Precor 2000 Plus Flea Spray

FeebysOwner

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I’ve noticed a lot of members who seem to have used/regularly use this product, and hope you are willing to answer my questions:

Are you using the aerosol form? How far away from surfaces do you spray it? Is there much of a ‘back splash’ of the spray?

Is it necessary to remove all the furniture out of a room? If not, what do you move? Is it an issue to spray around/near wood items (e.g.; Large entertainment centers, coffee tables, end tables, etc.)?

Do you use it on hard surfaces (I have a lot of faux wood tile planks)? If you do use it on surfaces like this, should it just be a fine mist on the flooring?

How damp should the carpeting be? How do you know if you are spraying it heavy enough, but not too heavily? How about material covered furniture, throw pillows? What about non-material (e.g.; leather, or even faux leather) furniture?

How smelly is it? How long does the smell linger?

How long does it typically take to dry?

How many times did you have to re-treat before you felt it was successful? How often do you now reapply it as preventative maintenance?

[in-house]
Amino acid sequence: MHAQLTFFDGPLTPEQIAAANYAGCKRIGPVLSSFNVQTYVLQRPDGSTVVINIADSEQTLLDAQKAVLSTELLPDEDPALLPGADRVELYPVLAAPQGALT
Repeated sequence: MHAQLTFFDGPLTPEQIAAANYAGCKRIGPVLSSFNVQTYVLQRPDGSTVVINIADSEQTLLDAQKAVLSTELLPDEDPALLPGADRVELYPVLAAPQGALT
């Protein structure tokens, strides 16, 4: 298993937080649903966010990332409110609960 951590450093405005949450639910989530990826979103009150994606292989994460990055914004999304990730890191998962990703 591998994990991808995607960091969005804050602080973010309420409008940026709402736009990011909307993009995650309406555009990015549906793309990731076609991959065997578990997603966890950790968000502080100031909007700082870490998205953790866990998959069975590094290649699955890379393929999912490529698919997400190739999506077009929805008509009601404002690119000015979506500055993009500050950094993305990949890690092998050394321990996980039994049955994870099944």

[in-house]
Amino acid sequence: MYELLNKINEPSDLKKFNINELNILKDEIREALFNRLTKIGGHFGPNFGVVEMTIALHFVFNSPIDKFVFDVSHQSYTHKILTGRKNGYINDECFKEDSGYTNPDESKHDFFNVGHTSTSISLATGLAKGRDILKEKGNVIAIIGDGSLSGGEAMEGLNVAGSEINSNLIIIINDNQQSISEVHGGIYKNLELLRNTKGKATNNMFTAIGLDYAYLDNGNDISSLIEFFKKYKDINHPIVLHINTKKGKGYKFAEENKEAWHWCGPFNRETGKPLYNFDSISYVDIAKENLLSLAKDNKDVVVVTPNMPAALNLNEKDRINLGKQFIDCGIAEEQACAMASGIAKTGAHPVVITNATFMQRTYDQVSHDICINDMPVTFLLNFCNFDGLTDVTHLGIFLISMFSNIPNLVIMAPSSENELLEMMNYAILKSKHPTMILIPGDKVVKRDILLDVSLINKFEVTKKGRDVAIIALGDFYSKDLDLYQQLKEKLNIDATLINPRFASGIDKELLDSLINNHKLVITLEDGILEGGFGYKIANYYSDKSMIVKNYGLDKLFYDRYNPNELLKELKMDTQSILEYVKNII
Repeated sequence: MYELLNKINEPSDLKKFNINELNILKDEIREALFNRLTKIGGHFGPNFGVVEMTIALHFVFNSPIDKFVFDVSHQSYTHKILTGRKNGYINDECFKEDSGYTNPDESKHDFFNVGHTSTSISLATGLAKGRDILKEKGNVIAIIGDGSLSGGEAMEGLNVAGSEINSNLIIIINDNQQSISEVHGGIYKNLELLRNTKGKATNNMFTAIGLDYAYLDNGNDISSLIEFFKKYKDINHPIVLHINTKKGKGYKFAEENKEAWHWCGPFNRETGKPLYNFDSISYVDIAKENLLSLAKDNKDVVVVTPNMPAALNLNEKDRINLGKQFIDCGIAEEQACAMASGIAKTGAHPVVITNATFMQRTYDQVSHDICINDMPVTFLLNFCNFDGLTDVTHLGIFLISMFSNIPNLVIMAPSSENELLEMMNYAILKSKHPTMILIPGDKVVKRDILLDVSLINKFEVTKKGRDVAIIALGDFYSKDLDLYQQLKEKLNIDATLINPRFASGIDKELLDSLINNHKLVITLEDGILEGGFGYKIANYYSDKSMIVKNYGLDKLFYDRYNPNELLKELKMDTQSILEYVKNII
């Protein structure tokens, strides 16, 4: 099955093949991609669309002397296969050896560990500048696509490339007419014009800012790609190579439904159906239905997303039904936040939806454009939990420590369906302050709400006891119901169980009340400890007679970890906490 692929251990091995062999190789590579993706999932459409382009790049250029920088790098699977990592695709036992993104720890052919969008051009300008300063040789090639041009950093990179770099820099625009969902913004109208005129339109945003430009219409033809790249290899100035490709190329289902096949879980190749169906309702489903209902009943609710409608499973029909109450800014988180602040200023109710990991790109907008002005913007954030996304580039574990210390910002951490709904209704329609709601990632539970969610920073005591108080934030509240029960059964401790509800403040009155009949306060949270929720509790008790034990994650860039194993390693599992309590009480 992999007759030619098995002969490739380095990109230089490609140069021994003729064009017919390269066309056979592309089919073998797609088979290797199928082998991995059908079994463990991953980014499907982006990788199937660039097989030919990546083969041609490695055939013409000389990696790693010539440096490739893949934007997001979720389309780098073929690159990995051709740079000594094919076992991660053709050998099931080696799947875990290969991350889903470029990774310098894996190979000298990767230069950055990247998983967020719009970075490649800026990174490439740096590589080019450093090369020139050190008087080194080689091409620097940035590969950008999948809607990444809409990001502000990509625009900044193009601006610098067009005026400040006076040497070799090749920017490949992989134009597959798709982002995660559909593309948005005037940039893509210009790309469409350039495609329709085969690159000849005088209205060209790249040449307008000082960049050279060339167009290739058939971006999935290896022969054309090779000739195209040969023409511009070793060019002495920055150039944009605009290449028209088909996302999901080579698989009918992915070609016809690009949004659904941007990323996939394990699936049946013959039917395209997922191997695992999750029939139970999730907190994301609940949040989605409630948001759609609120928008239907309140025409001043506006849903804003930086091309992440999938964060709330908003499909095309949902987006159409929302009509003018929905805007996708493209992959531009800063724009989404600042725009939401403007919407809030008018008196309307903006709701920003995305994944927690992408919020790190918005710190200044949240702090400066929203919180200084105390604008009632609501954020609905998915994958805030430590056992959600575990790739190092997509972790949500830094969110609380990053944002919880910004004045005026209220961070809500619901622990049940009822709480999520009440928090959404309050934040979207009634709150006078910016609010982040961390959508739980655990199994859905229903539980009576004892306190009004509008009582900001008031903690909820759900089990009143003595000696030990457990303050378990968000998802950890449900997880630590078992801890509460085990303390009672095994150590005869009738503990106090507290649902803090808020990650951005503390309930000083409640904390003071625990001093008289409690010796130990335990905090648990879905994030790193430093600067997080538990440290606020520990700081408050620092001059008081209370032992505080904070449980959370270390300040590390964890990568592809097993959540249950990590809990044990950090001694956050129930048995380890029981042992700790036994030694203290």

I’ve read the instructions, but still am unclear on things, and was hoping to hear from folks who have actually used it as opposed to relying on the company’s Q&A.

Anything else you can tell me that I am not asking about? Thanks!
 

daftcat75

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I used it as a spot spray—bedding, soft furniture, carpet, mostly along the walls and areas Krista sleeps like under the bookcase. I didn’t spray hard surfaces because those can easily be wiped down with something less concerning. It is supposed to be non-toxic when dry. But it still makes me nervous. I only moved furniture if it helped me get to cracks and crevices that could harbor fleas in all their annoying life stages. I used a light even spray that would dry quickly and kept Krista out of the room for a minimum of 1 hour to be sure.
 
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FeebysOwner

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Did it have a strong smell? And, did the smell linger after it dried? Also, I know you used other products, so I am guessing this wasn't necessarily the one that ended up working the best for you? Oh, and yeah, was there a 'back splash' when spraying? I am thinking about using it near large wood furniture like a massive entertainment stand that I do not want to have to move. I do know when I used the Martin's IGR there was some back splash that left spray marks on some of my wood doors.